promising scholarly approach to the period and its literature? (This question
entails a number of others, including how we should define the term “modernism”
and how central that definition should be to our sense of the period and the
projects we pursue); 2) why does modernism continue to be one of the most
written-about and studied phenomena in the history of literature? Critical approaches
will include those focusing on imperialism and globalism, queer theory, “the
everyday,” and print culture/media. I would like you to leave this class with a
sense of the critical problems occupying scholars of early twentieth-century
literature, a working definition of “modernism” (and a sense of the
problematics of such a definition), an enhanced ability to read the period’s
challenging texts, knowledge of the literary-historical context, and new
strategies for doing literary and literary-historical research. Primary texts
will include works by Joyce, Conrad, Woolf, Eliot, West, and others.
Professor: Megumi Hamada
What makes it difficult to learn a word? What are some
of the features of spelling, pronunciation, meaning, or usage that make one
word more difficult than the others?
What processes are involved in learning
the form (spelling and pronunciation) and meaning of a word?
How much or what do we need to know about
a word in order to say “I learned that word”?
The course provides answers to common questions such as those above, by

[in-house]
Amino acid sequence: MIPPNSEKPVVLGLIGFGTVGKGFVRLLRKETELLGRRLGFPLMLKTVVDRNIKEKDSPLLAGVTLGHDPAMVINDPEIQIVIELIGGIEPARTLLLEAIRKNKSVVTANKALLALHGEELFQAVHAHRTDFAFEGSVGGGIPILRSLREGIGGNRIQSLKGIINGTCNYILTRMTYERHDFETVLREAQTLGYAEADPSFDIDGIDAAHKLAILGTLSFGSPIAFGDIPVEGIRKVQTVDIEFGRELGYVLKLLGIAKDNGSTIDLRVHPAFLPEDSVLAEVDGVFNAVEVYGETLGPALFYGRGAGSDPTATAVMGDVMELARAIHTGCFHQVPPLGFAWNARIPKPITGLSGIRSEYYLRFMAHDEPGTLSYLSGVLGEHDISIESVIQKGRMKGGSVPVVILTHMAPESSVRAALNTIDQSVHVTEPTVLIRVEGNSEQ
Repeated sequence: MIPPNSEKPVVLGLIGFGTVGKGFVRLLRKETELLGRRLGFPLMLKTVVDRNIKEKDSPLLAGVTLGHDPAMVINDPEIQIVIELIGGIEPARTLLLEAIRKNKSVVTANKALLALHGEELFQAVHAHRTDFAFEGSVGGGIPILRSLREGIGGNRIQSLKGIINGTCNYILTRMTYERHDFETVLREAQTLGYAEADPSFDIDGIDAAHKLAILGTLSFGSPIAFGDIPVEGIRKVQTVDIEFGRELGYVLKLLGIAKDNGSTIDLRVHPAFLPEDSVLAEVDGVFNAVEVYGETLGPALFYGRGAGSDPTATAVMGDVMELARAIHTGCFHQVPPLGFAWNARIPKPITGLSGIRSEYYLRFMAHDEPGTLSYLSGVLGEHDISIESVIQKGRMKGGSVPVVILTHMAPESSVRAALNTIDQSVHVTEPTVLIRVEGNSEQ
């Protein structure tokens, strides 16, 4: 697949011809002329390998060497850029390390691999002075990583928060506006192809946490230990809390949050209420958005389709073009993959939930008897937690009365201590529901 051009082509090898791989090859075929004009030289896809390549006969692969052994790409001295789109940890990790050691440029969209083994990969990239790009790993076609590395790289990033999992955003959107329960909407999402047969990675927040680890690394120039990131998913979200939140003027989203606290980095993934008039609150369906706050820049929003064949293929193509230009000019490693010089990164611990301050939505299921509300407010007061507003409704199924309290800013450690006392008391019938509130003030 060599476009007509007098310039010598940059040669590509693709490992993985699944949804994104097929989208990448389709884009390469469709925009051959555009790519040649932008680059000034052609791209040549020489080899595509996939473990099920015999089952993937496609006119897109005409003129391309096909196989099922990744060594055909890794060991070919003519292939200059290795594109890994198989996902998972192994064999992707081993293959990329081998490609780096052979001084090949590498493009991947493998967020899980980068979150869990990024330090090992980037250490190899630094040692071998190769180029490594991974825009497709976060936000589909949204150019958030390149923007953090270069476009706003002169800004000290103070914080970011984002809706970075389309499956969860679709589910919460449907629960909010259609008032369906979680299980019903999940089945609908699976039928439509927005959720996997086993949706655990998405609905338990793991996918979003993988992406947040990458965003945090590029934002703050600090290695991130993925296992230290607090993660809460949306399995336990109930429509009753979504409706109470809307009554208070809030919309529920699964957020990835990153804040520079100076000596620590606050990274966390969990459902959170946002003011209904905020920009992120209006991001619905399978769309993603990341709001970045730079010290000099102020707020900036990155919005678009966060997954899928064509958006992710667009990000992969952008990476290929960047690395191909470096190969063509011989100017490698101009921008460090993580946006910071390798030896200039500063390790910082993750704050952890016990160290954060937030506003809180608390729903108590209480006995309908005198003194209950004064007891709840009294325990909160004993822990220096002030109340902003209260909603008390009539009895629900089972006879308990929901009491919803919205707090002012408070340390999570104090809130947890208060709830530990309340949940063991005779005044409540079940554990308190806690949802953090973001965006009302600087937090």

exploring the major areas of second language vocabulary research, description,
acquisition, and usage, from a cognitive perspective. In description, we
will discuss the definition of word and word knowledge (what it means to know a
word), as well as vocabulary assessment. In acquisition, we will discuss
the cognitive processes involved in two distinctive learning approaches,
intentional learning (e.g., memorization) and incidental learning (e.g.,
learning through reading or watching TV), covering the acquisition of form and
meaning. In usage, we will discuss collocation and the role of context.
Throughout the topics, the course examines the influence of L1 and discusses
Language contact is the norm, not the exception, in communities around the
world. The most common result of
language contact is change in some or all of the languages. This course examines the various linguistic
results of language contact, ranging from stable/unstable bilingualism,
code-switching and contact-induced language change to extreme language
mixing. Language contact has resulted in
the creation of pidgins, creoles, and mixed languages but has also resulted in
language death. We will examine how
various kinds of bilingualism arise and examine how different speech
communities have adapted to language contact.
The class will be conducted as a seminar with particular focus given to
the topics of interest to the students.
Professor: Web Newbold
This course presents Western rhetorical theory and practice from the fifth into
the seventeenth century, preceded by an overview of Greco-Roman classical
rhetoric. We will focus on several major rhetoricians and primary texts as
exemplars of the various periods as well as examine the role and viability of
alternative rhetorics. The course offers insight into the vocation and impact
of rhetoric in the medieval and early modern period, and the contributions it
has made to theory and practice in a variety of fields, but concentrating
especially on education. It will also explore the implications medieval and
early modern rhetoric have for contemporary writing pedagogy. Requirements
include two-to-three short seminar papers for leading discussion, a longer term
paper, and a final exam.